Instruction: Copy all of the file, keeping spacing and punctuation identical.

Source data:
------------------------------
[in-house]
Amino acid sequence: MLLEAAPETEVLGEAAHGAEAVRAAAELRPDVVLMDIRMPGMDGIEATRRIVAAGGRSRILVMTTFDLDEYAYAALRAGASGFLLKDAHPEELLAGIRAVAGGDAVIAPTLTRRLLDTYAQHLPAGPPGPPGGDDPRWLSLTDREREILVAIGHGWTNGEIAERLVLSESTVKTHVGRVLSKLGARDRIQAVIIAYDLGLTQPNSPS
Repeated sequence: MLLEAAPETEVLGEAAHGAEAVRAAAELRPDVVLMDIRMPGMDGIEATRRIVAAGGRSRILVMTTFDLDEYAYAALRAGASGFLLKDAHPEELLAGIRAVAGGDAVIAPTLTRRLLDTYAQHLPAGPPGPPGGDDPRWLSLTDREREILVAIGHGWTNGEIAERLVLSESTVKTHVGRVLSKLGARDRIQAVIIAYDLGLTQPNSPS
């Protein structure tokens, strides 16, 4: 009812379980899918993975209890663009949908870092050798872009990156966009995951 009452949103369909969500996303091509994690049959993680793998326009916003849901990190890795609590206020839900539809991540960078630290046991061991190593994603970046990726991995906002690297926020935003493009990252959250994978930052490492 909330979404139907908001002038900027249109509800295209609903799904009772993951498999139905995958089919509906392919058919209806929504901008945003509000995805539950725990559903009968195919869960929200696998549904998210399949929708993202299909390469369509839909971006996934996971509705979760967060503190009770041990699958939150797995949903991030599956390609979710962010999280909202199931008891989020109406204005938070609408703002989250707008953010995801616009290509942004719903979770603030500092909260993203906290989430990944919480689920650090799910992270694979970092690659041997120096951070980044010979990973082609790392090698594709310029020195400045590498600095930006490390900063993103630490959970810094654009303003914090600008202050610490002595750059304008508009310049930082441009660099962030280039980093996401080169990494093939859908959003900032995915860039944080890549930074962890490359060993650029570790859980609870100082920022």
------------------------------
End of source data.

[in-house]
Amino acid sequence: MLLEAAPETEVLGEAAHGAEAVRAAAELRPDVVLMDIRMPGMDGIEATRRIVAAGGRSRILVMTTFDLDEYAYAALRAGASGFLLKDAHPEELLAGIRAVAGGDAVIAPTLTRRLLDTYAQHLPAGPPGPPGGDDPRWLSLTDREREILVAIGHGWTNGEIAERLVLSESTVKTHVGRVLSKLGARDRIQAVIIAYDLGLTQPNSPS
Repeated sequence: MLLEAAPETEVLGEAAHGAEAVRAAAELRPDVVLMDIRMPGMDGIEATRRIVAAGGRSRILVMTTFDLDEYAYAALRAGASGFLLKDAHPEELLAGIRAVAGGDAVIAPTLTRRLLDTYAQHLPAGPPGPPGGDDPRWLSLTDREREILVAIGHGWTNGEIAERLVLSESTVKTHVGRVLSKLGARDRIQAVIIAYDLGLTQPNSPS
């Protein structure tokens, strides 16, 4: 009812379980899918993975209890663009949908870092050798872009990156966009995951 009452949103369909969500996303091509994690049959993680793998326009916003849901990190890795609590206020839900539809991540960078630290046991061991190593994603970046990726991995906002690297926020935003493009990252959250994978930052490492 909330979404139907908001002038900027249109509800295209609903799904009772993951498999139905995958089919509906392919058919209806929504901008945003509000995805539950725990559903009968195919869960929200696998549904998210399949929708993202299909390469369509839909971006996934996971509705979760967060503190009770041990699958939150797995949903991030599956390609979710962010999280909202199931008891989020109406204005938070609408703002989250707008953010995801616009290509942004719903979770603030500092909260993203906290989430990944919480689920650090799910992270694979970092690659041997120096951070980044010979990973082609790392090698594709310029020195400045590498600095930006490390900063993103630490959970810094654009303003914090600008202050610490002595750059304008508009310049930082441009660099962030280039980093996401080169990494093939859908959003900032995915860039944080890549930074962890490359060993650029570790859980609870100082920022």